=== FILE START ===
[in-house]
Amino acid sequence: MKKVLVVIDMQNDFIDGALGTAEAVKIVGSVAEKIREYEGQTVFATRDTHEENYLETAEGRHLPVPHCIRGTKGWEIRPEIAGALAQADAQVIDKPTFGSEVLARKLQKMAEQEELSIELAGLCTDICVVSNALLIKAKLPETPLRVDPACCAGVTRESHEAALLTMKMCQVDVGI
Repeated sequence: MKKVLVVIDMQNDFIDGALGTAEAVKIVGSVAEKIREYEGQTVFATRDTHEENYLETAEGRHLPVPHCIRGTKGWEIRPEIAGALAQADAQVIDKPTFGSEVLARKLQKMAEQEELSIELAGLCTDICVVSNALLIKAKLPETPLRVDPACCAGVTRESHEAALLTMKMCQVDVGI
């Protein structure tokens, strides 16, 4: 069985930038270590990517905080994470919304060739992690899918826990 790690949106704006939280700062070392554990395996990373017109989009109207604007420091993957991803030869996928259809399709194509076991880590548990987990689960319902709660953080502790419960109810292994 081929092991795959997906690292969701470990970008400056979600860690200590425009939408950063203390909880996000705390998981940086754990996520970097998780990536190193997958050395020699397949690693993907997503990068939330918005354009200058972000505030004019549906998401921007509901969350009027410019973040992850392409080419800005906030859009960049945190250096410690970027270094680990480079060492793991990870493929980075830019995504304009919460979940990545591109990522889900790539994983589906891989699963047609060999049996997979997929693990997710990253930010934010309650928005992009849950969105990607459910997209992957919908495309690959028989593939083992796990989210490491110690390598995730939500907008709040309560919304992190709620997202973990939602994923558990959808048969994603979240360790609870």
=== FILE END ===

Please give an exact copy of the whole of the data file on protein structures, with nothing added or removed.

[in-house]
Amino acid sequence: MKKVLVVIDMQNDFIDGALGTAEAVKIVGSVAEKIREYEGQTVFATRDTHEENYLETAEGRHLPVPHCIRGTKGWEIRPEIAGALAQADAQVIDKPTFGSEVLARKLQKMAEQEELSIELAGLCTDICVVSNALLIKAKLPETPLRVDPACCAGVTRESHEAALLTMKMCQVDVGI
Repeated sequence: MKKVLVVIDMQNDFIDGALGTAEAVKIVGSVAEKIREYEGQTVFATRDTHEENYLETAEGRHLPVPHCIRGTKGWEIRPEIAGALAQADAQVIDKPTFGSEVLARKLQKMAEQEELSIELAGLCTDICVVSNALLIKAKLPETPLRVDPACCAGVTRESHEAALLTMKMCQVDVGI
């Protein structure tokens, strides 16, 4: 069985930038270590990517905080994470919304060739992690899918826990 790690949106704006939280700062070392554990395996990373017109989009109207604007420091993957991803030869996928259809399709194509076991880590548990987990689960319902709660953080502790419960109810292994 081929092991795959997906690292969701470990970008400056979600860690200590425009939408950063203390909880996000705390998981940086754990996520970097998780990536190193997958050395020699397949690693993907997503990068939330918005354009200058972000505030004019549906998401921007509901969350009027410019973040992850392409080419800005906030859009960049945190250096410690970027270094680990480079060492793991990870493929980075830019995504304009919460979940990545591109990522889900790539994983589906891989699963047609060999049996997979997929693990997710990253930010934010309650928005992009849950969105990607459910997209992957919908495309690959028989593939083992796990989210490491110690390598995730939500907008709040309560919304992190709620997202973990939602994923558990959808048969994603979240360790609870």